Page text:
• New assistant professor of biology and Whitehead Institute member Ankur Jain uses a combination of innovative approaches to investigate the biology of RNA aggregation.

    New assistant professor of biology and Whitehead Institute member Ankur Jain uses a combination of innovative approaches to investigate the biology of RNA aggregation.

    Photo courtesy of Ankur Jain.

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Ankur Jain joins Whitehead Institute and the Department of Biology

New assistant professor of biology and Whitehead Institute member Ankur Jain uses a combination of innovative approaches to investigate the biology of RNA aggregation.

Biophysicist will investigate the biology of RNA aggregation.


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Nicole Giese Rura
Email: giese@wi.mit.edu
Phone: 617-258-6851
Whitehead Institute

Biophysicist Ankur Jain will join the Whitehead Institute as its newest member this coming September. Jain will also be appointed an assistant professor in the MIT Department of Biology. In his research, he will use a combination of innovative approaches to investigate the biology of RNA aggregation.

While it is understood that protein aggregation is a key factor in certain neurological diseases, relatively little is known about RNA aggregation, its underlying biology, and the role it plays in disease. A class of neurological disorders called repeat expansion diseases, which includes amyotrophic lateral sclerosis (ALS) and fragile X syndrome, are marked by stretches of DNA nucleotide repeats in their cognate disease gene. The presence of repeats is associated with clumps of RNA aggregates and RNA binding proteins that undergo phase transition to form an “RNA gel” in the nucleus. At the Whitehead Institute, Jain will continue his investigation into the properties of these RNA aggregates in order to learn how they form, what properties they possess, and how they could be disrupted to restore normal cellular processes. Jain will use nuclear speckles — areas in the nucleus associated with pre-mRNA splicing — as a model for physiological RNA-protein granules.

His lab will also investigate the role of RNA-DNA interactions in chromatin organization — the complex, dynamic structure of DNA and proteins in the nucleus. There are instances of nucleotide repeats in our genome that occur even in the absence of repeat expansion disease genes. Repetitive DNA sequences at the end of our chromosomes interact with proteins to form our telomeres, structures critical for chromosome maintenance. Jain will study the RNA transcribed from the telomeric sequences in order to understand their structure and if they undergo phase separation similar to the one seen in repeat expansion diseases. In addition, Jain will build on his specialized expertise in quantitative light microscopy to drive development of new imaging-based technologies.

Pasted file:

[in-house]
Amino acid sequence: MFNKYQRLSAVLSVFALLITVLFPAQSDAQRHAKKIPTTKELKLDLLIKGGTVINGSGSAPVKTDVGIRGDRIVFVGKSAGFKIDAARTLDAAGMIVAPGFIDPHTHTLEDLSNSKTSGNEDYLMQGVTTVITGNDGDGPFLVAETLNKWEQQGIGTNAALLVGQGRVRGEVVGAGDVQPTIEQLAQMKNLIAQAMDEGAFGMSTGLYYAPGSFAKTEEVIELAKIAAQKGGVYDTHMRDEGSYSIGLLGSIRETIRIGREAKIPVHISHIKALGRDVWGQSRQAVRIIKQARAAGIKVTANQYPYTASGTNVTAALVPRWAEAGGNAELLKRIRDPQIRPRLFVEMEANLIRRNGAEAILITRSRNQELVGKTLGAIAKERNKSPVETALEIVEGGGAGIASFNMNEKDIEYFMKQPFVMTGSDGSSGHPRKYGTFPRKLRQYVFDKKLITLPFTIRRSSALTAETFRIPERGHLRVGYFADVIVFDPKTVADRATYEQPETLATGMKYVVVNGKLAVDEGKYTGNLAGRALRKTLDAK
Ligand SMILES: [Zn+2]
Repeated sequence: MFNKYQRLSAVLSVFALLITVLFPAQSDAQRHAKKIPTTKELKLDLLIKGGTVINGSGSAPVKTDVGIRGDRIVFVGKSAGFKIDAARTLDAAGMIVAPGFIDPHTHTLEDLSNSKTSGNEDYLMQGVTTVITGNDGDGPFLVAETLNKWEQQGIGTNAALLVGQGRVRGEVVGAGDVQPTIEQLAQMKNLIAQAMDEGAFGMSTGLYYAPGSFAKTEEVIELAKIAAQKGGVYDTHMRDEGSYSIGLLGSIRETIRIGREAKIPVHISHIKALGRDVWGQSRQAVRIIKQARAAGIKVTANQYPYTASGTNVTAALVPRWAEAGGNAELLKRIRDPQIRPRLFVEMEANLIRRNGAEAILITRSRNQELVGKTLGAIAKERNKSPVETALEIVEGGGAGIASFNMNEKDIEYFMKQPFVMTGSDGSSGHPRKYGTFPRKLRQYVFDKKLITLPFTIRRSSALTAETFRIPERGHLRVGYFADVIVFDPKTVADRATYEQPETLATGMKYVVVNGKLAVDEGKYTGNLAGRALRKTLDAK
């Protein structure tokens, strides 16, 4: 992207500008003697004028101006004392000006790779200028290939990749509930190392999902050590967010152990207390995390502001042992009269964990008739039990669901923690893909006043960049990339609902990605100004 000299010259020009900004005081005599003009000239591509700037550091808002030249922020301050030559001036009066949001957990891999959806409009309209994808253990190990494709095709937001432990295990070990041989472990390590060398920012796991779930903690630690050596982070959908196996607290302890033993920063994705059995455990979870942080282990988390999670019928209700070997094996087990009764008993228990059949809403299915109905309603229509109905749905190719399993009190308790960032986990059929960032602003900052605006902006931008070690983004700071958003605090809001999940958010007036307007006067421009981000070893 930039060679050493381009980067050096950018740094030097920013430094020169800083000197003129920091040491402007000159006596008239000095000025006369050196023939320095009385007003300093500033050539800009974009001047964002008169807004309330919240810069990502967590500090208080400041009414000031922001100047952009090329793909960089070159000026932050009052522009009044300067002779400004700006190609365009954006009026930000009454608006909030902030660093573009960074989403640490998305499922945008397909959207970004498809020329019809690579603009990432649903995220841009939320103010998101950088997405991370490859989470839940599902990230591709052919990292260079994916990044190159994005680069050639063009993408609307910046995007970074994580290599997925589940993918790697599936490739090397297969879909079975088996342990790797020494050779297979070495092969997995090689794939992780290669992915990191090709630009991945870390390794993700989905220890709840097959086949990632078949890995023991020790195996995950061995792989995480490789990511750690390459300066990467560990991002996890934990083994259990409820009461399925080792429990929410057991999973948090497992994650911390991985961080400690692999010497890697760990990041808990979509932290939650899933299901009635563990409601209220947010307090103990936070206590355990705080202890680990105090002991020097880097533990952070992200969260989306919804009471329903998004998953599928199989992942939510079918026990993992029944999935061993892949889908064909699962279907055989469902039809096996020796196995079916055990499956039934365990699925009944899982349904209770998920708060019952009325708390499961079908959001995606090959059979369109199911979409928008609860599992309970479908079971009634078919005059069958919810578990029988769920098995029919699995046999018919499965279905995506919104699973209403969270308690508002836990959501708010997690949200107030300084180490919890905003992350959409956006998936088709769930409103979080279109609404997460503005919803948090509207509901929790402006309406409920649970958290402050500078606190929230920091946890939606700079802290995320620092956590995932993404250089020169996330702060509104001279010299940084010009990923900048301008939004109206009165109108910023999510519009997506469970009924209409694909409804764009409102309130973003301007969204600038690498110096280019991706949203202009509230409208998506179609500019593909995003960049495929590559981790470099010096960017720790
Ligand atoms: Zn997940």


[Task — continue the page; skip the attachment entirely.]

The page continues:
“Ankur brings an approach grounded in a combination of soft-matter physics and cell biology to help pioneer an important — potentially ground-breaking — way of investigating and understanding RNA aggregation and RNA-DNA interaction,” says David C. Page, Whitehead Institute director and member. “His insights are exciting, and the intellectual and scientific creativity he brings to his research is energizing.”

Jain is currently completing a postdoc with Ronald Vale at University of California at San Francisco. He earned a PhD in biophysics and computational biology from the University of Illinois at Urbana-Champaign in 2013, and a bachelor’s degree (with honors) in biotechnology and biochemical engineering from Indian Institute of Technology Kharagpur in 2007. He holds a National Institutes of Health Pathway to Independence Award (also known as a K99 Award), and has been a lead author on peer-reviewed studies in the journals Nature and Proceedings of the National Academy of Sciences.

“Understanding the biology of RNA aggregation and phase separation has the potential to crack open long-time mysteries in cell biology,” Jain explains. “I am grateful for the chance to pursue my investigations in the intellectually rich and scientifically fruitful environment that Whitehead Institute and MIT have to offer.”


Topics: Faculty, Biology, RNA, DNA, Genetics, Disease, Whitehead Institute, School of Science

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